Fort Myers Beach: A Colorful History
Fort Myers Beach’s reputation as a laid-back beach community hides its original roots as a home to Indians and adventurers. Part of its tumultuous history includes the unlikely combination of pirates, settlers, and mosquitoes. Today, Estero Island and its sister island, San Carlos, form the community of Fort Myers Beach.
Estero Island was once the heartland of the Caloosa Indians. This geologically young barrier island was formed long after Earth’s last ice age. Before the arrival of the white man, the Caloosa Indians used many of the islands off the west coast of Florida as hunting and fishing grounds. “Shell Mounds,” or the remains of their food and community debris, mark Estero Island and other key landmarks around Fort Myers Beach.
Historians agree that Juan Ponce de León and his men were the first to see Florida and gave the lush state its name in the early 16th century. They were followed by other European explorers in search of their fortune. The Caloosa bitterly resisted these arrivals. In 1566, a fortune hunter named Menéndez landed near his hunting grounds on the beach and killed King Carlos, the Chief of the Caloosa, and 20 of his men. It is from this event that the name “Carlos” dominates much of the West Coast nomenclature, including Bahía Carlos, Paso Carlos and Isla San Carlos. The origins of the Caloosa remain a mystery, but some scholars believe they may have traveled on rafts from Mexico’s Yucatán Peninsula. In the end, they found the disappearance of many of the diseases that European explorers brought with them, including measles.
Explorers weren’t the only sailors who frequented the western coast. During the 1870s, pirates ruled the shores of Black Island. After the defeat by the United States Navy, a renowned pirate named Black Augustus (after whom the island was later named), took his loot and settled on the island. John Butterfield’s family settled on Mound Key in Estero Bay during that time, providing the elderly pirate with sugar, coffee, and other luxuries in exchange for vegetables. When the pirate finally died, legend has it that he paid the Butterfield family by showing them where to look for treasure. Rumors of forgotten and still buried treasures abound.
The Sam Ellis family were the first white family to stay on Estero Island on Shell Mound in the bay in the late 1870s. Rather than settle permanently, they later moved to Sanibel, where they occupied land in the headland. from Tarpon Bay. Many of the “settlers” who filed the original patents were unable to settle permanently due to storms-fighting difficulties and resulting crop problems. In fact, in 1899, a frost hit Florida with temperatures as low as two below zero in Tallahassee, killing trees, oranges and other fledgling crops. It was so cold in western Florida, legend has it, that thousands of icy migratory birds fell from the sky to freeze to the ground.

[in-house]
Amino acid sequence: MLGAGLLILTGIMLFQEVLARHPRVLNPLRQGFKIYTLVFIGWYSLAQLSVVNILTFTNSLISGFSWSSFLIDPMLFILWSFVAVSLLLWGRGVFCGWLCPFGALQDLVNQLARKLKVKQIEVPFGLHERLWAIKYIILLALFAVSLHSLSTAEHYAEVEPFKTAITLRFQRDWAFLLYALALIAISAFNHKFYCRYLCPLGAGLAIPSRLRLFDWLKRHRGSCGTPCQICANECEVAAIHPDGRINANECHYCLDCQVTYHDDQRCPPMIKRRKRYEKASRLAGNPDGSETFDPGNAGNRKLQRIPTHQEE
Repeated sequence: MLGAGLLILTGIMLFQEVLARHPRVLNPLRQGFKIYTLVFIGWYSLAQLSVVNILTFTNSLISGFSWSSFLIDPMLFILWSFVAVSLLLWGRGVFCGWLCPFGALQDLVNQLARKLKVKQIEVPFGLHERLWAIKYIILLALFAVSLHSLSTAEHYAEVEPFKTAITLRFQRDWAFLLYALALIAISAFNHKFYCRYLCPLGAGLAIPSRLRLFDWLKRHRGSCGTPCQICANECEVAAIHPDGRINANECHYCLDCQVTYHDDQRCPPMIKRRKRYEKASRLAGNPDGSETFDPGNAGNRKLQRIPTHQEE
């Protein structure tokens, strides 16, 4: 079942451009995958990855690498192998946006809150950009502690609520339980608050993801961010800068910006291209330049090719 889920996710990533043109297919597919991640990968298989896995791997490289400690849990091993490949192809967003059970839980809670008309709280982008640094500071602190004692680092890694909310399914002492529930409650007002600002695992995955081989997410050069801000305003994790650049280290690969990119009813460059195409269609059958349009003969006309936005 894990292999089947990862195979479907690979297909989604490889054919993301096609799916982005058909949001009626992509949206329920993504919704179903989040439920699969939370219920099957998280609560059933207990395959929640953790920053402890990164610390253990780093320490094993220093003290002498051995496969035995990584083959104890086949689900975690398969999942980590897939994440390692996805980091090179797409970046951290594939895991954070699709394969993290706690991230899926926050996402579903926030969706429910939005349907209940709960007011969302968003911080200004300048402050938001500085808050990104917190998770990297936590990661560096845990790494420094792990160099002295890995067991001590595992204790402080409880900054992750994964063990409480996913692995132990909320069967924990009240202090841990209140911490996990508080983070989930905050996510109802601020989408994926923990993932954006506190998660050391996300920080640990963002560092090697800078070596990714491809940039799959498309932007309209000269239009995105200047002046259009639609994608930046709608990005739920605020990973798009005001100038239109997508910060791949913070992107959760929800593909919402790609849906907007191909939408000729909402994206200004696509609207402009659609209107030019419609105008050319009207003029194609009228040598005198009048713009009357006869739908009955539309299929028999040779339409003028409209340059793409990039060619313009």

The last settler to claim Estero Island in 1914 was Leroy Lemoreaux, who cleared his land and survived by growing vegetables and fishing. In several historical treatises, Lemoreaux reflects on which was the worst predator, the bears and panthers that stalked the island, or the deadly mosquitoes that clouded the air. In the 1890s, the only weapon against marauding mosquitoes was smoke. All of this was before the time when a bridge linked the island to the mainland of the Fort Myers area. In 1921, the first bridge built was a wooden swing bridge that charged 50 cents for five people. The 1926 hurricane devastated it and cut the neck of land that linked San Carlos to the mainland, turning it into an island. Today it is still known as Hurricane Pass.
During the years of World War II, growth throughout Florida leveled off, but in the early 1950s, the area “caught on again.” Fort Myers Beach grew more like a permanent destination than a visitor stop. Tourists were slow to discover Fort Myers Beach as it was at the end of the road and not particularly well lit. There were no motels, although hotels existed and several home courts flourished. Recently, the beach has been “rediscovered” as gentrification projects and new shopping and dining venues open up. A great source of pride for the area is the deep-rooted 4th of July celebrations and the Blessing of the Shrimp Fleet. For several years, the beach was the site of the county’s only big fireworks show. In cooler weather in March, the community celebrates the blessing of the fleet with a week-long shrimp festival, featuring many special dishes based on the popular “rose gold” shrimp.